Clocking in at 250 pages, it provides an adventure path from levels one through fifteen. It contains some serious background information on the factions and the cult, a section that describes the general region the adventure takes place in, and then three separate bases/dungeons/locations for each of the four elemental cults, finishing up with some side-trek events and cult retaliation events as well as the seemingly required “new monster & new magic items” section. Essentially: background, the region, and locations/events.

Dull Genericism vs. Exciting Imagination
A sandbox needs to have a more expansive view of things. That is, after all, what a sandbox is. But it can’t fall into the trap of confusing that expansive view with being generic. A sandbox has to present many ideas/themes/events/locations VERY strongly in very few words. By cementing core ideas in the DM’s mind the DM can then run with them. If instead a generic environment is presented then the designer has added no value. In other words: I know what a kitchen is like … what’s special about THIS kitchen? While this adventures IS a sandbox, it doesn’t go far enough in adding value to the sandbox.

Let me cite a few positive examples from Princes of the Apocalypse. I’m going to center, specifically, on the air cult. First, the cult gets a great name: the cult of howling hatred. It’s like wearing an athletic shirt that says “Miskatonic University Athletic Department”. If you know then you get it. Otherwise … just another snake cult. Compare this to the Cult of the black earth, crushing wave, or eternal flame. Those SCREAM elemental cult. Howling Hatred? That’s style. More concretely, page 34, in the region section, has a paragraph on the “first” air cult base. It’s Feathergale Spire, a private retreat used by a rich Waterdhavians flying club and their hippogriffs. They are dashing “and given to drinking, singing, wearing fashionable clothing and general revelry.” Just those two sentences are a wonderful description. Given that, and a rough map with room names I could probably fill in everything in their base with almost no effort. Rich, spoiled, preppie, slightly condescending but jovial polo club of 20-26 year olds. That’s the kind of very solid quick hit that I’m looking for. It’s one of the best examples in the book. There’s another example later on where three new cult initiates have been assigned kitchen duty and are found over a steaming cookpot, breathing in deeply trying to “be the steam.” That is GOLD. It’s concrete. You can hang your hat on it. You can build and build and build on it.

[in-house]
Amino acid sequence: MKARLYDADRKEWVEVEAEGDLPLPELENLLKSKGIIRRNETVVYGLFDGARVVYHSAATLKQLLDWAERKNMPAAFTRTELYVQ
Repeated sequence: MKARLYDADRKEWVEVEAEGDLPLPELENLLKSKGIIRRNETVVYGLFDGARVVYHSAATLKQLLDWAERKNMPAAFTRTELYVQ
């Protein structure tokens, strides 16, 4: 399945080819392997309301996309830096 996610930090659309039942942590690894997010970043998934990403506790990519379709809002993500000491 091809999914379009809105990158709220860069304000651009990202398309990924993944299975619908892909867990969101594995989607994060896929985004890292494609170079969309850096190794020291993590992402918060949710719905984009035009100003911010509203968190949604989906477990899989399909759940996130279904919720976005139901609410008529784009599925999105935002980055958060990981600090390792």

On a similar note, some of Adventurer League factions come to life in way they never have before for me. The Emerald Enclave is a great example of this. There are two paragraphs on them. The very first sentence starts: “A widespread group of wilderness survivalists …” Holy Shit! They are the American militia movement! I never realized that before! Now, forever more, the Emerald Enclave has been brought to life in my mind. Not just generic druids, rangers, etc. They are, to a certain degree, nuts. Spider holes. Birthers. Crazy, almost alien ideas that you can barely get a grasp on. Wilderness Survivalists is such a strong idea. The Harpers? They are Anonymous. No real organization and self-declared with a variety of motivations.

The adventure doesn’t do this enough though, and it doesn’t tend to follow through when it does. The Emerald Enclave presented are not given strong survivalist tendencies that would reinforce the initial concept. The swagger found with the private flying club overview is not followed up on in their headquarters. These are lost opportunities to present a consistent, reinforced, strong idea. Instead the adventure falls into generic location and room descriptions. Take this example, which is actually a cut above most:

Ancient Silos
There are two of these rooms, both identical.
“This room is strewn with crumbling masonry. A dry pit lies in the middle of the floor, ringed by a five-foot-wide walkway.”